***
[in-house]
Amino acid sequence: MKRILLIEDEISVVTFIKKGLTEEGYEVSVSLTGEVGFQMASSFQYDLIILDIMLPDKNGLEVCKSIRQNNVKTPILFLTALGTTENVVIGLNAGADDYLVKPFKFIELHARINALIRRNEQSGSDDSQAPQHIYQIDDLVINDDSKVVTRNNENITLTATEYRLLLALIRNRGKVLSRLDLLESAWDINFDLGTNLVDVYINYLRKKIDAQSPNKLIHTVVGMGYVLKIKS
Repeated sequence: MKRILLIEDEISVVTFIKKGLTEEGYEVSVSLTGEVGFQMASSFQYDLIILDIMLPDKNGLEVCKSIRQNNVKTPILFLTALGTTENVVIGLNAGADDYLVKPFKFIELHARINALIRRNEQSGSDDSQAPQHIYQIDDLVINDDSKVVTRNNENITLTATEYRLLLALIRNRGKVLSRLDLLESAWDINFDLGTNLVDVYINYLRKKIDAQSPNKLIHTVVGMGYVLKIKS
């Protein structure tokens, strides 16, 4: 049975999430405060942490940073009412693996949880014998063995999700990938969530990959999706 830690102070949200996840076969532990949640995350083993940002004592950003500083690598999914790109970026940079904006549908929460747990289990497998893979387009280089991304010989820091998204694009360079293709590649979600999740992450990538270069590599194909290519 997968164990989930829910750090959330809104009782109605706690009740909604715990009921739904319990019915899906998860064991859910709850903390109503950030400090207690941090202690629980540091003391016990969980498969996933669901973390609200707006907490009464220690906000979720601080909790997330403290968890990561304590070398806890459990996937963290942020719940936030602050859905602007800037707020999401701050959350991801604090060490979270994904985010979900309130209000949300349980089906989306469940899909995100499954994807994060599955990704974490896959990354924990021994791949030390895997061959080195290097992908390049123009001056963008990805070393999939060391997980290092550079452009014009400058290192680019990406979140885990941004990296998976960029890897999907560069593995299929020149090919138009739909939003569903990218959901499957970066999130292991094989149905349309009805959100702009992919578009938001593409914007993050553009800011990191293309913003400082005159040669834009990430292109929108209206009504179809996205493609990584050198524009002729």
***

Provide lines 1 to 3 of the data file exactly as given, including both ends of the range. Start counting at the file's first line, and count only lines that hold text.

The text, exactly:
[in-house]
Amino acid sequence: MKRILLIEDEISVVTFIKKGLTEEGYEVSVSLTGEVGFQMASSFQYDLIILDIMLPDKNGLEVCKSIRQNNVKTPILFLTALGTTENVVIGLNAGADDYLVKPFKFIELHARINALIRRNEQSGSDDSQAPQHIYQIDDLVINDDSKVVTRNNENITLTATEYRLLLALIRNRGKVLSRLDLLESAWDINFDLGTNLVDVYINYLRKKIDAQSPNKLIHTVVGMGYVLKIKS
Repeated sequence: MKRILLIEDEISVVTFIKKGLTEEGYEVSVSLTGEVGFQMASSFQYDLIILDIMLPDKNGLEVCKSIRQNNVKTPILFLTALGTTENVVIGLNAGADDYLVKPFKFIELHARINALIRRNEQSGSDDSQAPQHIYQIDDLVINDDSKVVTRNNENITLTATEYRLLLALIRNRGKVLSRLDLLESAWDINFDLGTNLVDVYINYLRKKIDAQSPNKLIHTVVGMGYVLKIKS